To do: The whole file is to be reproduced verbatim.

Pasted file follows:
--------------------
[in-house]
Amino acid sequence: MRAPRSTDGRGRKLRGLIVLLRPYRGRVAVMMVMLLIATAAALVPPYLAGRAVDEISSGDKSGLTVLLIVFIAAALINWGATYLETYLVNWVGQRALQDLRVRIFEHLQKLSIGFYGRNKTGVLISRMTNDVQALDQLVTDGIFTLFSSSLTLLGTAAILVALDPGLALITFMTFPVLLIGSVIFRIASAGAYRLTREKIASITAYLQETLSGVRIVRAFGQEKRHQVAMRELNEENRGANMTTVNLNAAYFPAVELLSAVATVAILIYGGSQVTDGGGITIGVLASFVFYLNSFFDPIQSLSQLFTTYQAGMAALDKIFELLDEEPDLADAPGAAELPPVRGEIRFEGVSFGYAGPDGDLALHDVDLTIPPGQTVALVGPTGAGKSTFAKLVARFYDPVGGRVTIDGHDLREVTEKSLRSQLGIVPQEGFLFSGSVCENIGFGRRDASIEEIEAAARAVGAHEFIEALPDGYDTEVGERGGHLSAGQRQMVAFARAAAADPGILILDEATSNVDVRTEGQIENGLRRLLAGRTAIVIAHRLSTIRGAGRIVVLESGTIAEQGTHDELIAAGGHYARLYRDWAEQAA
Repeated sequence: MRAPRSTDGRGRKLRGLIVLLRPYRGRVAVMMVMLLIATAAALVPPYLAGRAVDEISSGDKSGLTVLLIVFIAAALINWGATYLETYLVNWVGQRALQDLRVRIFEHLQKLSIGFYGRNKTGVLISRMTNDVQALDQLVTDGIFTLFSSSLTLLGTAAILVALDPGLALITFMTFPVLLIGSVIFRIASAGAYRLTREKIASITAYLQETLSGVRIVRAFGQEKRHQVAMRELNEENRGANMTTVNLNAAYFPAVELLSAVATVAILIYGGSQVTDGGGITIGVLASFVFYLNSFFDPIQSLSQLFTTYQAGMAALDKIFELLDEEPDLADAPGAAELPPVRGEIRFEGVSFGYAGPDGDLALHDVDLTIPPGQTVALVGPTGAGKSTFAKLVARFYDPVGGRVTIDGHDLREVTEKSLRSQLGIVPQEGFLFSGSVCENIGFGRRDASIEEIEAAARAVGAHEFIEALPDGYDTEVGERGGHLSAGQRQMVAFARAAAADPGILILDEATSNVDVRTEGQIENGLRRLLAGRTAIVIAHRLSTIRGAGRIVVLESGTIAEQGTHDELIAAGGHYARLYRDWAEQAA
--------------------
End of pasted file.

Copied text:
[in-house]
Amino acid sequence: MRAPRSTDGRGRKLRGLIVLLRPYRGRVAVMMVMLLIATAAALVPPYLAGRAVDEISSGDKSGLTVLLIVFIAAALINWGATYLETYLVNWVGQRALQDLRVRIFEHLQKLSIGFYGRNKTGVLISRMTNDVQALDQLVTDGIFTLFSSSLTLLGTAAILVALDPGLALITFMTFPVLLIGSVIFRIASAGAYRLTREKIASITAYLQETLSGVRIVRAFGQEKRHQVAMRELNEENRGANMTTVNLNAAYFPAVELLSAVATVAILIYGGSQVTDGGGITIGVLASFVFYLNSFFDPIQSLSQLFTTYQAGMAALDKIFELLDEEPDLADAPGAAELPPVRGEIRFEGVSFGYAGPDGDLALHDVDLTIPPGQTVALVGPTGAGKSTFAKLVARFYDPVGGRVTIDGHDLREVTEKSLRSQLGIVPQEGFLFSGSVCENIGFGRRDASIEEIEAAARAVGAHEFIEALPDGYDTEVGERGGHLSAGQRQMVAFARAAAADPGILILDEATSNVDVRTEGQIENGLRRLLAGRTAIVIAHRLSTIRGAGRIVVLESGTIAEQGTHDELIAAGGHYARLYRDWAEQAA
Repeated sequence: MRAPRSTDGRGRKLRGLIVLLRPYRGRVAVMMVMLLIATAAALVPPYLAGRAVDEISSGDKSGLTVLLIVFIAAALINWGATYLETYLVNWVGQRALQDLRVRIFEHLQKLSIGFYGRNKTGVLISRMTNDVQALDQLVTDGIFTLFSSSLTLLGTAAILVALDPGLALITFMTFPVLLIGSVIFRIASAGAYRLTREKIASITAYLQETLSGVRIVRAFGQEKRHQVAMRELNEENRGANMTTVNLNAAYFPAVELLSAVATVAILIYGGSQVTDGGGITIGVLASFVFYLNSFFDPIQSLSQLFTTYQAGMAALDKIFELLDEEPDLADAPGAAELPPVRGEIRFEGVSFGYAGPDGDLALHDVDLTIPPGQTVALVGPTGAGKSTFAKLVARFYDPVGGRVTIDGHDLREVTEKSLRSQLGIVPQEGFLFSGSVCENIGFGRRDASIEEIEAAARAVGAHEFIEALPDGYDTEVGERGGHLSAGQRQMVAFARAAAADPGILILDEATSNVDVRTEGQIENGLRRLLAGRTAIVIAHRLSTIRGAGRIVVLESGTIAEQGTHDELIAAGGHYARLYRDWAEQAA